Department of Internal Medicine
Ulla C. Kopp, Ph.D.
Professor (Emeritus) of Medicine and Pharmacology
Dr. Kopp's research interests include renorenal reflexes in normotension and hypertension.
This research project focuses on the kidney as a sensory
organ. Sensory nerves, located in the renal pelvic wall are activated
by increases in renal pelvic pressure of a magnitude seen during moderate
volume expansion. The integrated response to this activation is a natriuresis.
The elicited reflex response to activation of renal mechanosensory nerves
is called a renorenal reflex. The mechanisms involved in activation of
renal sensory nerves include the neuropeptide substance P released in
response to increased prostaglandin synthesis. The natriuretic nature
of the renorenal reflexes suggests that this reflex mechanism contributes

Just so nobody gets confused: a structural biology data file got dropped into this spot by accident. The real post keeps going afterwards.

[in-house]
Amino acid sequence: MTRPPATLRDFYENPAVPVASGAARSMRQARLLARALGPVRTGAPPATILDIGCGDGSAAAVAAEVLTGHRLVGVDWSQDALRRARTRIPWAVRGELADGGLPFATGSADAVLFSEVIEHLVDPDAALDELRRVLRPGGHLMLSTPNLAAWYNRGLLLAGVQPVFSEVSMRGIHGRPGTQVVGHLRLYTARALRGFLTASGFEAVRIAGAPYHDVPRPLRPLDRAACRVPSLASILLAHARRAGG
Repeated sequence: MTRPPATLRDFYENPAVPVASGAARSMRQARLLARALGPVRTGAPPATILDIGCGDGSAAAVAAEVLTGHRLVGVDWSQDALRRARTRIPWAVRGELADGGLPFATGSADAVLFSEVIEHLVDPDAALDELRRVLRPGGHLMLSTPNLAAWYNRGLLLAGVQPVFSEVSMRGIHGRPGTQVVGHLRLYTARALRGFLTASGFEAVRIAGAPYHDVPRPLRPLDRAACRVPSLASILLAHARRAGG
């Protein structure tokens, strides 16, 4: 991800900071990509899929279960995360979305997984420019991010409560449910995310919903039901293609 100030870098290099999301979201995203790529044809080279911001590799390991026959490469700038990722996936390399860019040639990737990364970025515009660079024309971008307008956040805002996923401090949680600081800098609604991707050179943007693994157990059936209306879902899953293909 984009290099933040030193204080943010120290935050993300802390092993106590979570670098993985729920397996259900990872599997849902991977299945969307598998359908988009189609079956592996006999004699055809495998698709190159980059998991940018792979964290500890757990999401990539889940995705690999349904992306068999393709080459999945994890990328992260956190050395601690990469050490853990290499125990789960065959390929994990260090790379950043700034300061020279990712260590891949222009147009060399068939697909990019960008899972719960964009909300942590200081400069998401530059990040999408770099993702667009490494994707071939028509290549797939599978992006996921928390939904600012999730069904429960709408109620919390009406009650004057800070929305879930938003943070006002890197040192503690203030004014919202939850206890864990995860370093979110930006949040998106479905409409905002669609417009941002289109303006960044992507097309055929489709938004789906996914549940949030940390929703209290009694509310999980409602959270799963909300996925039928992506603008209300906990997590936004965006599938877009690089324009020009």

to total body sodium and fluid volume balance by assisting in the excretion
of sodium and water. Indeed, our studies show that in comparison to low
dietary sodium intake conditions, high dietary sodium intake enhances
the renorenal reflex response. The overall importance of this renorenal
reflex diuresis and natriuresis was further evaluated by removing it
by afferent renal denervation. Our data show that afferent renal denervation
results in the development of increased MAP, presumably to facilitate
natriuresis and establishment of sodium balance during high NaCl. Further evidence for the importance of this natriuretic reflex is derived from our studies showing that the renorenal reflex control of renal function is impaired in conditions of sodium retention. e.g., hypertension, cardiac heart failure and diabetes.